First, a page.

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Block copolymers for high-performance transistors

Future technology ranging from energy to electronic and biomedical applications will become more sophisticated as nanotechnology structures get more complex. EU-funded scientists used a promising approach involving polymer science to produce complex nanoscale structures for use in the semiconducting layers of transistor devices.
Block copolymers for high-performance transistors
Use of polymer materials is an innovative and low-cost technique for producing structures on nanoscale lengths. It involves simple mixing in a proper solution. With block copolymers, one can take two or more monomers that are chemically different and link them together into one chain; the system then will self-assemble at the nanoscale. The ability to self-assemble them in a controlled fashion is the cornerstone of this approach.

Within XLIM (Well-defined conjugated block copolymer nanofibers and their applications in photovoltaic devices), scientists synthesised block copolymers containing poly(3-hexylthiophene) (P3HT) to prepare complex, functional nanoscale objects through low-cost solution processing. Importantly, the polymer blocks were found to be conductive, thus being suitable for use in electronic devices.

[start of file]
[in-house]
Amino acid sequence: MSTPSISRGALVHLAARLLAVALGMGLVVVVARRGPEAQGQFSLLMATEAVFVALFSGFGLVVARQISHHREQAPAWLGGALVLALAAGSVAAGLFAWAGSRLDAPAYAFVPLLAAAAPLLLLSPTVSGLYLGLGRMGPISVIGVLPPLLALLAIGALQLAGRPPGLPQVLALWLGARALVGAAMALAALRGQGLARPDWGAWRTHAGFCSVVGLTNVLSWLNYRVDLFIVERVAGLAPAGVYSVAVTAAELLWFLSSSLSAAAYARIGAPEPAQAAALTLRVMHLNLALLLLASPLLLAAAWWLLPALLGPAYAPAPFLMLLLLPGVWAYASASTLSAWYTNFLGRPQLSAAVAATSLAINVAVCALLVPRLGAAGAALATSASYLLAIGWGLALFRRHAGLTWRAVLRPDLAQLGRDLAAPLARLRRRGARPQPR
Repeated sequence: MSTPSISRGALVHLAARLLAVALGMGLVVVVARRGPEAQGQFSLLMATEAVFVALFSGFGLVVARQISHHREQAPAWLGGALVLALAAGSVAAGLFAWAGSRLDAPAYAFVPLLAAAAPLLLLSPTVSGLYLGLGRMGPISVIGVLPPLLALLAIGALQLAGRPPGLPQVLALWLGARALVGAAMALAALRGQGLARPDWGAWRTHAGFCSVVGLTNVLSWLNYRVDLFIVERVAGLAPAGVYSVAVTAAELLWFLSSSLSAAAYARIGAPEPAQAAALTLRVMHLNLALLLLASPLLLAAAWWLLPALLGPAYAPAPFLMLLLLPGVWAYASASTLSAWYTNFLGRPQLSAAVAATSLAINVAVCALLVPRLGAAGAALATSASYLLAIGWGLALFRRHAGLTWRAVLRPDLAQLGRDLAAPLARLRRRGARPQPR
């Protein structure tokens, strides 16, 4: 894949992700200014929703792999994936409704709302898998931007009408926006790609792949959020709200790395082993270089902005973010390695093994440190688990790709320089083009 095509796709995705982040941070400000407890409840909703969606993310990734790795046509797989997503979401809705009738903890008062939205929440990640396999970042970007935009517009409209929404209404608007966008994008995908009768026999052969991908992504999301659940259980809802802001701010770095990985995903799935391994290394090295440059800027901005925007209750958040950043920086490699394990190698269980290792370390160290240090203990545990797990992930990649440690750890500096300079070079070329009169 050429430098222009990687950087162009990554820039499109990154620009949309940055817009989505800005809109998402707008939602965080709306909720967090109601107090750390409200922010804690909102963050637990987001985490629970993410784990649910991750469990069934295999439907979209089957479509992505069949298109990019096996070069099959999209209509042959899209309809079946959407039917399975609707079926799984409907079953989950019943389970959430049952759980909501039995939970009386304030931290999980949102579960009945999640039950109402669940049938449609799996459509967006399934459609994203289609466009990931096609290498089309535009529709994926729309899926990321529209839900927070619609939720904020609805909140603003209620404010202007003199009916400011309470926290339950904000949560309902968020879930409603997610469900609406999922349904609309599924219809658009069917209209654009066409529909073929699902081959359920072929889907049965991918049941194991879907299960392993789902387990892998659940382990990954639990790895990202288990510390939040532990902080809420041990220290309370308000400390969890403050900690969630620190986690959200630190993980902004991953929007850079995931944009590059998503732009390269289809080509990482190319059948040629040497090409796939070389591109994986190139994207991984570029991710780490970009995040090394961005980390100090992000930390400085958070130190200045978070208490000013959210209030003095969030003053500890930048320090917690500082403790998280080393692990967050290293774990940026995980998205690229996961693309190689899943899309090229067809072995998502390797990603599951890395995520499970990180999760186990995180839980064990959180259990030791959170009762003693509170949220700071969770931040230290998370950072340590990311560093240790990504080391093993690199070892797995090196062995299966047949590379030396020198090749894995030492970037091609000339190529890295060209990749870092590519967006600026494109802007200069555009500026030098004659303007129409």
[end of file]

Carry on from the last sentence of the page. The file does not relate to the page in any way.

The project team used a synthetic methodology to produce block copolymers consisting of two different conjugated segments. When self-assembled, these two blocks with different properties allowed the formation of ordered structures in the form of cylindrical micelles with a crystalline core. Using the crystallisation-driven self-assembly method, scientists effectively controlled their length, which ranged from tens of nanometres to more than 800.

These cylindrical micelles were then successfully incorporated in the active semiconducting layer of field-effect transistors. A remarkable finding was that the cylinder length influenced the charge-carrier mobility and thus the transistor performance.

Using a modified approach, scientists also reported synthesis of a triblock copolymer.

Semiconductive polymers are particularly important for the electronics industry. Tailoring the length of copolymers can make these materials self-assemble into complex patterns that can serve as templates for etching nanoscale circuitry in transistors. This approach can be used to create the ever-smaller and denser parts in transistors.

Related information


Block copolymers, nanoscale structures, self-assemble, field-effect transistors
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